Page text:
Mobile phone ‘blackspots’ could become a thing of the past

Having little or no signal on your mobile may become a distant memory as operators could be required to share their networks, it has been revealed.

UK ministers are currently contemplating a plan for ‘national roaming’ which would see all mobile phone operators forced to share networks in rural areas in an attempt to rid customers of ‘blackspots’, reports bbc.co.uk.

Many areas in the UK have only one or two main mobile networks available, and some have none at all, making it virtually impossible to conveniently send text messages or make calls. Sajid Javid, the new culture secretary, has said that national roaming will allow customers to switch networks according to whichever is available, just as you can when abroad.

Mobiles companies are predicted to argue against national roaming, insisting that a shared service will reduce the incentive to build new phone masts in remote areas, but existing legislation may force them to cooperate.

A spokesman for the Department for Culture, Media and Sport (DCMS) said: “We’re invested heavily to bring coverage to around 98 per cent of the population.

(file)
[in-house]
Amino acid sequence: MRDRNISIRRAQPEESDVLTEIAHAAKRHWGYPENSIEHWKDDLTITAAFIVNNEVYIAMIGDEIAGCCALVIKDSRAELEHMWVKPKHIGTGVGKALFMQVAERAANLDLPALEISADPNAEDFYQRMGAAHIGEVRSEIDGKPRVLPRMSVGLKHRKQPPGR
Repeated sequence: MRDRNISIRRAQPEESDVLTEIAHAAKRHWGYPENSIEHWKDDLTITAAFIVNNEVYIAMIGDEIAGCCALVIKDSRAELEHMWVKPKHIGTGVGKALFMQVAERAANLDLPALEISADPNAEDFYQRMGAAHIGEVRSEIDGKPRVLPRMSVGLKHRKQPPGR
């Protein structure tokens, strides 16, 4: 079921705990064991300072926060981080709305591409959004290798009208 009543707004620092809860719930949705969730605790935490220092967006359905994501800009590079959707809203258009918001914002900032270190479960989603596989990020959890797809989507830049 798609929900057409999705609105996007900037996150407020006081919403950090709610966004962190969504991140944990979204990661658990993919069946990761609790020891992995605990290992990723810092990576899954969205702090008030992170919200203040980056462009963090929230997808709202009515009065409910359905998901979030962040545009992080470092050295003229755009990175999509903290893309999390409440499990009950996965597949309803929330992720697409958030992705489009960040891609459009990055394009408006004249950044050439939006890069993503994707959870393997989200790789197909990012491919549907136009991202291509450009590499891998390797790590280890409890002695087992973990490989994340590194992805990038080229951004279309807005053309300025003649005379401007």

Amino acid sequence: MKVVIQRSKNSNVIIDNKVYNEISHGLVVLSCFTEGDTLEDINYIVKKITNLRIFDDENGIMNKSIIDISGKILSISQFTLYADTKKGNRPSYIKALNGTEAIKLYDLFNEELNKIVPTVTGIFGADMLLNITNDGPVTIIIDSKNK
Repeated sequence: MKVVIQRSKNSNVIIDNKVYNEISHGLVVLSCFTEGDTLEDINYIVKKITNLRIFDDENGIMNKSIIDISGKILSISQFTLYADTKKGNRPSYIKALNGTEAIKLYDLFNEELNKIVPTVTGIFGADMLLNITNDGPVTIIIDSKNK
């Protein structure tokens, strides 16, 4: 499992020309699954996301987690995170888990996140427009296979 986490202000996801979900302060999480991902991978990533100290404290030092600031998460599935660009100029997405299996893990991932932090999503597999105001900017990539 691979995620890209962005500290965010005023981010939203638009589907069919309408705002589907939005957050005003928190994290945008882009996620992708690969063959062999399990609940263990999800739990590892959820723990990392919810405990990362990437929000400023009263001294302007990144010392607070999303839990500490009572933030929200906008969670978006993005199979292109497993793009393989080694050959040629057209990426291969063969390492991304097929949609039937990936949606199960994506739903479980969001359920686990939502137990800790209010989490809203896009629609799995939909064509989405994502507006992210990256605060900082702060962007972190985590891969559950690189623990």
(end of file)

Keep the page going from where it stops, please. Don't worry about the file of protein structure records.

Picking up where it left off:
“The government has made clear it wants to ensure the UK has world-class mobile phone coverage as part of our investment in infrastructure for the long-term economic plan. We are investing up to £150 million to improve mobile coverage in areas where there is currently no coverage from any of the Mobile Network Operators.”

Towns surrounding the Forest of Dean, including Cinderford and Lydney, are badly affected by weak signal. One resident told southwestbusiness.co.uk: “I know if someone rings me I will not be able to hear them. If I send a text message I stand next to the back garden door and hang my phone out.”

Another local added: “I don’t think Gloucester can even get 4G in the best spots.”